What tips can you add to shooting in cold weather?
John Lam says
One more very importance tiP
Not all camera and/or there battery can work in the cold,
so make sure it can work in the cold.
If you got a camera can’t take the cold, keep them inside you winter coat to keep it warm before you need to use them
Regarding the condensation issue…living here in SW Ohio I was warned to be very careful about taking out my Canon dSLR into the cold from a warm and toasty house or car (and vice versa). It was strongly recommended to me to place my camera in a plastic bag, tie it off, and then place it into the conditions where I will be shooting for an hour or so in advance of using it.
This allows the camera, lens(es), etc. drop or rise in temperature slowly and carefully and prevent condensation from forming. All the electronics in modern cameras and lenses do not like or need moisture in them.
Granted, this method is of no use if you need to snap a picture NOW of something outside, but if you can plan ahead I fully support this method.
I recently did a portrait session outside in the snow, a few things I would add;
1) on my left hand I wore a mitt (you know the ones with no fingers) and the right hand I wore a semi thin glove, so that I could change camera setting easily. When I wasn’t shooting I put the gloved hand in my jacket pocket which had a hand warmer inside.
2) Keep at lest one extra battery in your pocket as close to your skin as possible to keep it warm, so that you can switch it when the one in your camera freezes.
3) With snow on the ground, it acts as a huge reflector, use this to your advantage!
4) Have fun!
Heres a few from the shoot: http://drgphotography.ca/2009/12/calgary-photographer-brett-julia-sneak-peak/
@Drew – Great tips! That’s a good point about snow on the ground. Thanks for chiming in.
Dress extra warm, long underwear, two knit hats, multiple layers. If you are going to be standing still taking pictures you will not generate as much internal heat as when constantly walking, so if you want to be comfortable and not feel freezing cold, dress extra warm.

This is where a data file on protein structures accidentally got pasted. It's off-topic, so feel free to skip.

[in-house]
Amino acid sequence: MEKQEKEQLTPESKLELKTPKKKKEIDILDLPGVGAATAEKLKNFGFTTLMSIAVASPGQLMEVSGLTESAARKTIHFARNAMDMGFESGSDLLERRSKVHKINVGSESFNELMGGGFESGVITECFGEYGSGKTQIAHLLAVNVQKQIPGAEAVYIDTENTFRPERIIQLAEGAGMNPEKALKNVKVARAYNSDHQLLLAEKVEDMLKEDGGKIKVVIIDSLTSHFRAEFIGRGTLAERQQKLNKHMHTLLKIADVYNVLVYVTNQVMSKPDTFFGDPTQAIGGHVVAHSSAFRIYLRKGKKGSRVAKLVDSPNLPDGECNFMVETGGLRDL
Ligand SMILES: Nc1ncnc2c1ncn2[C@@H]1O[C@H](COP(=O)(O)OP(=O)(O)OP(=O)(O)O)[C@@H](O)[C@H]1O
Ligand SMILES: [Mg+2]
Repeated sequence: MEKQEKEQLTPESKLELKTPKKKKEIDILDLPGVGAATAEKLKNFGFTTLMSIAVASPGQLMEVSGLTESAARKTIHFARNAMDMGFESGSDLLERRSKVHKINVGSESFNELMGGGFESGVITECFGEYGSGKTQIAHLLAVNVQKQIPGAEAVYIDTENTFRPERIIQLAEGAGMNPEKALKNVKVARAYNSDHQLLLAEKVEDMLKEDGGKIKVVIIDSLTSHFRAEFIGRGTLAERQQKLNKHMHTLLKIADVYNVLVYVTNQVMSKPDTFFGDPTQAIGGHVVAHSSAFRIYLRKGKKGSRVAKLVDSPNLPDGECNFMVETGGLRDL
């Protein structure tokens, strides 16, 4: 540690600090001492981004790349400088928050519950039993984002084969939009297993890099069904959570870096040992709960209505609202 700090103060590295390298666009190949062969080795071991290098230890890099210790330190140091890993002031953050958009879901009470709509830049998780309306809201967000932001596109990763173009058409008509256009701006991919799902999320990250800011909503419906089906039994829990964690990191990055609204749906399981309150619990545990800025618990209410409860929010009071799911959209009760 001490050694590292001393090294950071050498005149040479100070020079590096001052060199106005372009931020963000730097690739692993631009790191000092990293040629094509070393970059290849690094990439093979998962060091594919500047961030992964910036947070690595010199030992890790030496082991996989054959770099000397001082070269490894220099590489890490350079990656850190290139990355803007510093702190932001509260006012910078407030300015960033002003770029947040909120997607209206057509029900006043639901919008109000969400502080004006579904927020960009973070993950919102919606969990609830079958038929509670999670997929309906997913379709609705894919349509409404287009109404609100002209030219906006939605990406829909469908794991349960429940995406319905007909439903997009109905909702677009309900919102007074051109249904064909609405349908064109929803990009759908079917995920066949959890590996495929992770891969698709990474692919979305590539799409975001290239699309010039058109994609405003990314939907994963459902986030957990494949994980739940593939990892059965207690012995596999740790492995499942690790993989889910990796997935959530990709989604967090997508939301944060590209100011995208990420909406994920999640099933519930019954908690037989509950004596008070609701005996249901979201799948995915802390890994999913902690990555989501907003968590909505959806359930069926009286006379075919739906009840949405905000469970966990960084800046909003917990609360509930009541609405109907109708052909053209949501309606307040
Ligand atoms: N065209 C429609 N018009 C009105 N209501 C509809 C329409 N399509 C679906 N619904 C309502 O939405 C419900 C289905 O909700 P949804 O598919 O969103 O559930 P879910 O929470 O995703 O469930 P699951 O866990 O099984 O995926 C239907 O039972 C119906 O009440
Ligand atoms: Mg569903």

I agree, keep extra batteries warm, in a shirt pock or a sweatshirt pocket under your jacket where they will stay warm. Fingerless gloves on my button pressing hand (regular gloves/mittens on the other), I also take big easy on/off mittens to go over the fingerless when not shooting. Put the camera inside your jacket if you have room for it there.
Take sun glasses if you are out all day. Bright reflected light off the snow can cause eye strain and eventually temporary snow blindness if you are out all day.
Dan S says
keep extra batteries in a warm pocket close to your body. Electronics eat up batery power much more quickly in cold weather. Good idea to keep a set of hand warmers available to warm up you hands after shooting in the cold.
Working as a ski instructor in the Austrian Alps and carring a camera with me all the times, I will say:
1. The extra battery kept as close to your body is very important.
2. If your taking photos of snow and the sun is shining watch out for the right color balance, auto color balance will do in many cases, but you might have to correct it later, as the snow usually get a blue color cast.
3. Set the exposure compensation to a negative number when taking photos in a snow covered landscape with the sun out.